Going Dark? Federal Wiretap Data Show Scant Encryption Problems
These charts use data from the annual Wiretap Reports published by the Administrative Office of the US Courts to display the portion of total reported wiretap orders that have been undermined by encryption technologies from 2001 to 2014. (This dataset only examines domestic wiretap requests. Information relating to wiretap requests regulated by the Foreign Intelligence Surveillance Act of 1978 is not available.) The charts show that, contrary to popular assumption, encryption technologies have only complicated a minuscule percentage of reported wiretap investigations over the past 15 years.
The recent conflict between the Department of Justice and Apple over retrieving data from a locked iPhone has revived the debate over encryption and security in the United States. FBI Director James Comey argues that strong encryption techniques for secure communications and computing allow criminals to evade law enforcement by “going dark.”
To overcome this purported problem, leaders in policy and law enforcement have called for new laws that would compel technology companies to build so-called “backdoors” into secure protocols for government access. However, few have considered the relevant empirical data required to perform a proper benefit-cost analysis.
These charts use data from the annual Wiretap Reports published by the Administrative Office of the US Courts to display the portion of total reported wiretap orders that have been undermined by encryption technologies from 2001 to 2014. (This dataset only examines domestic wiretap requests. Information relating to wiretap requests regulated by the Foreign Intelligence Surveillance Act of 1978 is not available.) The charts show that, contrary to popular assumption, encryption technologies have only complicated a minuscule percentage of reported wiretap investigations in recent years.
The first chart breaks down the total reported wiretap orders from 2001 to 2014 by whether or not the target employed encryption techniques. Targets of wiretap orders that did not use encryption are displayed in light blue, while those that did employ encryption techniques are displayed in red. Encrypted communications are further broken down by whether or not investigators could decipher the encrypted communications in the bar to the right. Deciphered encrypted communications are displayed in light green, while encrypted communications that could not be deciphered are displayed in dark green.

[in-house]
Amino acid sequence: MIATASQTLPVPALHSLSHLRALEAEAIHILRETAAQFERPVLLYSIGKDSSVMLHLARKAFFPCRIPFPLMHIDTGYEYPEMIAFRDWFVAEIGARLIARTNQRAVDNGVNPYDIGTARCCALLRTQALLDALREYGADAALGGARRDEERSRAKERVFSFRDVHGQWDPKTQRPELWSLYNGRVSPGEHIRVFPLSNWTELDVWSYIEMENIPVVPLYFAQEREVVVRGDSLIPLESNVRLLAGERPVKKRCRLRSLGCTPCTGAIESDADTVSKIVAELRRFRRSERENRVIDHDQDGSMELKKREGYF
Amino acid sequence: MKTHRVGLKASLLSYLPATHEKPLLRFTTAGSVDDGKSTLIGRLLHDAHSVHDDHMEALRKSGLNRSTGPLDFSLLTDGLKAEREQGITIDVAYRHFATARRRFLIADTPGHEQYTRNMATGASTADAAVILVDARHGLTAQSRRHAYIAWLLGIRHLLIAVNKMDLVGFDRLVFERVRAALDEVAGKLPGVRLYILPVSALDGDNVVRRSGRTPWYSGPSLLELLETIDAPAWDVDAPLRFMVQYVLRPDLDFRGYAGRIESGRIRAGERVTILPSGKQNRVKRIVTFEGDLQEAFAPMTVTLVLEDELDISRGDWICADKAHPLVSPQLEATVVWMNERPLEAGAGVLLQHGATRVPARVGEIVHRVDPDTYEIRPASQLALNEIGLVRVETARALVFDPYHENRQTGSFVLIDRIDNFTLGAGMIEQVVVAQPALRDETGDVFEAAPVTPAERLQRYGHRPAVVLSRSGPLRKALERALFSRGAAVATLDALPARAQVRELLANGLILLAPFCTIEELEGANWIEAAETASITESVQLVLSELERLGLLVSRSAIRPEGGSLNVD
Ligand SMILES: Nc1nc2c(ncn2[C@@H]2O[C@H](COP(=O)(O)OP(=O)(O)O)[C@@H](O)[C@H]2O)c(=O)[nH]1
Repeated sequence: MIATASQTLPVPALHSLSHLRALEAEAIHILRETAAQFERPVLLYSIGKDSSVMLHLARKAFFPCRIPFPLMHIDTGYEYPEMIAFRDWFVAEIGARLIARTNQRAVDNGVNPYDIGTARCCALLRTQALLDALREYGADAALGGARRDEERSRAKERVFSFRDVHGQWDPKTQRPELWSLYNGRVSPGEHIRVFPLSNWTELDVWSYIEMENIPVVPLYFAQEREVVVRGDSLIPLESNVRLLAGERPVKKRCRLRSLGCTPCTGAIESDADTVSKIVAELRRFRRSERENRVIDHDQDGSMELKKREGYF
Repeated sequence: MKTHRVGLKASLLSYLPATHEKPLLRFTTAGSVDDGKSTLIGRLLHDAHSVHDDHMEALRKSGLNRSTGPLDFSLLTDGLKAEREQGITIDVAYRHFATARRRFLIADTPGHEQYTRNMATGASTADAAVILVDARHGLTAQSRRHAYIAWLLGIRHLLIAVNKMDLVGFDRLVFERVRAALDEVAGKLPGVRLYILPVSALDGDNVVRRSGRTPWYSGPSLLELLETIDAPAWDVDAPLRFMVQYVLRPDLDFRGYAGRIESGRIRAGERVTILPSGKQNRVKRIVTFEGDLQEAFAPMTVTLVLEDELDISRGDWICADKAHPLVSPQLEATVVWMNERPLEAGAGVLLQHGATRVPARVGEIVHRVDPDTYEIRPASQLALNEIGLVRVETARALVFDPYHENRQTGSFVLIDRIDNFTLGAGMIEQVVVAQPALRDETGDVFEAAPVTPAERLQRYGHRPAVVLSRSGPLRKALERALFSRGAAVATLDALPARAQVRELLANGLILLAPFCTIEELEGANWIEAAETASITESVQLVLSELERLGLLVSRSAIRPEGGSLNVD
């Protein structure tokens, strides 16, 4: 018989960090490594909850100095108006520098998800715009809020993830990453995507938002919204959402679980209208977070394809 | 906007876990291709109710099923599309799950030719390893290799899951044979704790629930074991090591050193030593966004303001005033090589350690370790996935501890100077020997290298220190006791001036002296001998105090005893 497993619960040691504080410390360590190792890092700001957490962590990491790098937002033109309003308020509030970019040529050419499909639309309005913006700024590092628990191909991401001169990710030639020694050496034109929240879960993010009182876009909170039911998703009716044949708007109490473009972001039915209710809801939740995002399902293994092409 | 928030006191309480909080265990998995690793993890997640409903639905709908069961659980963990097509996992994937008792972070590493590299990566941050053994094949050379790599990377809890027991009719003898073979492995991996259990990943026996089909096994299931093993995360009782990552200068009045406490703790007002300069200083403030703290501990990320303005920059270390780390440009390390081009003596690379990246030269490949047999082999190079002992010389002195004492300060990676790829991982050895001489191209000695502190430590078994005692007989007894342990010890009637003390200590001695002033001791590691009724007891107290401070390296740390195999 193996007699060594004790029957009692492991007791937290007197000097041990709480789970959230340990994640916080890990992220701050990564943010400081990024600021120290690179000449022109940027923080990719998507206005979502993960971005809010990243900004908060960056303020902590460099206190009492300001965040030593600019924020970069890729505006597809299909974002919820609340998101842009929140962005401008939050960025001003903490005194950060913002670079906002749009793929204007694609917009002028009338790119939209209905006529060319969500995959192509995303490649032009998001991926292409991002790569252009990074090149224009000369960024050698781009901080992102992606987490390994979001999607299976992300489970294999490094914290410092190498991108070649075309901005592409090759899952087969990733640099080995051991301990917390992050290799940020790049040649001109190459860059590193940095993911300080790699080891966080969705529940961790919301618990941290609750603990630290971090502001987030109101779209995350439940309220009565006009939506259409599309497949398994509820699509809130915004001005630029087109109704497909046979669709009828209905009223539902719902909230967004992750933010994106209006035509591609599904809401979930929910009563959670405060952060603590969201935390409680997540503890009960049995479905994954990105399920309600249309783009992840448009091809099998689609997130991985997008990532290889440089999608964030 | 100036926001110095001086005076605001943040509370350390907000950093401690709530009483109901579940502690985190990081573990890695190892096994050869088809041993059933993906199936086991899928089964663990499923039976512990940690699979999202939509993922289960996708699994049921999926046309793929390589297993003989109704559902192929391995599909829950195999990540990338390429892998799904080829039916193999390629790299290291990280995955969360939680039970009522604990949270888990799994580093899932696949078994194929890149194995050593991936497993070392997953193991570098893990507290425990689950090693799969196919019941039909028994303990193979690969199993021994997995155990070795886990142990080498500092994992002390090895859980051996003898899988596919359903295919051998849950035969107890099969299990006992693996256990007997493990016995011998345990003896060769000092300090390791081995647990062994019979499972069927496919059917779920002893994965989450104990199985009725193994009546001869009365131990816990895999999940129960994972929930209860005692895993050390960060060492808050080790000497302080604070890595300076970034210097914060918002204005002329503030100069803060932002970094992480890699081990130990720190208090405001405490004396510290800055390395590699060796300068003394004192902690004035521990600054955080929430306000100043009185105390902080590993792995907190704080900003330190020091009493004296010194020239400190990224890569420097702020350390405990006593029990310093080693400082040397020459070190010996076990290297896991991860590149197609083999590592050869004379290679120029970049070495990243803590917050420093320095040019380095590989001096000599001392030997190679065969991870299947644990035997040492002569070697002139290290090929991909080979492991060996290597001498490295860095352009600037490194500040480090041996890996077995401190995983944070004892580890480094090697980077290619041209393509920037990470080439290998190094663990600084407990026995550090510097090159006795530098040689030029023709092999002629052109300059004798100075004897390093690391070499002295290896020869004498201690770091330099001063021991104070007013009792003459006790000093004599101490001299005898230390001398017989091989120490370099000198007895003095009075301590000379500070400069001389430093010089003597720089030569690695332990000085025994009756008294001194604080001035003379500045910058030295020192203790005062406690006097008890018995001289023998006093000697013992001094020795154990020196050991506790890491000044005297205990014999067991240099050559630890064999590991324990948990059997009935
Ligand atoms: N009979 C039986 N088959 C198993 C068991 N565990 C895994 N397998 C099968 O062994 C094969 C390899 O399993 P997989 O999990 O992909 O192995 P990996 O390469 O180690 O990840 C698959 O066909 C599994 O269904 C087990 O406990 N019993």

Of the 32,539 total wiretap orders reported from 2001 to 2014, only 147, or 0.45 percent, involved encryption techniques. Law enforcement agents executed the remaining 32,392 wiretap orders without any problems related to encryption. Additionally, most of the 147 orders that were complicated by encryption were ultimately deciphered by law enforcement. Only 15 wiretap orders, or 0.046 percent of the total, employed secure encryption techniques that law enforcement officials were unable to decipher.
The second chart displays this same data in a time series stacked bar graph. The chart shows that law enforcement agents were able to decipher the few encrypted communications intercepted through a court wiretap warrant for over a decade. It was not until 2012 that law enforcement officials encountered encrypted communications that they were unable to decipher. Four such incidents occurred that year, followed by nine in 2013, and only two in 2014.
These charts suggest that, contrary to some claims from the law enforcement community, “going dark” is an insignificant obstacle for most domestic criminal investigations. Only around 0.046 percent of all reported domestic wiretap orders since 2001 have encountered any communications that were encrypted and unable to be deciphered. Furthermore, it is unclear that these few complications singly undermined the connected investigations. It is possible that law enforcement officials had sufficient evidence to convict even without this information.
Policymakers considering this issue must weigh the benefits and costs of compromising the protections that come with encryption technologies. Do the seemingly negligible benefits for law enforcement outweigh the costs associated with the considerable vulnerabilities to Internet security that these policies would introduce? For example, many computer security experts warn that malicious hackers or foreign governments can exploit the “backdoors” or “golden keys” that some policymakers have proposed for government access into secure technologies.
Given that only a minuscule portion of investigations suffer from undecipherable encrypted communications, it is likely that criminal investigations can better be aided by targeting other more significant barriers that officers face or by further improving on law enforcement’s existing strengths.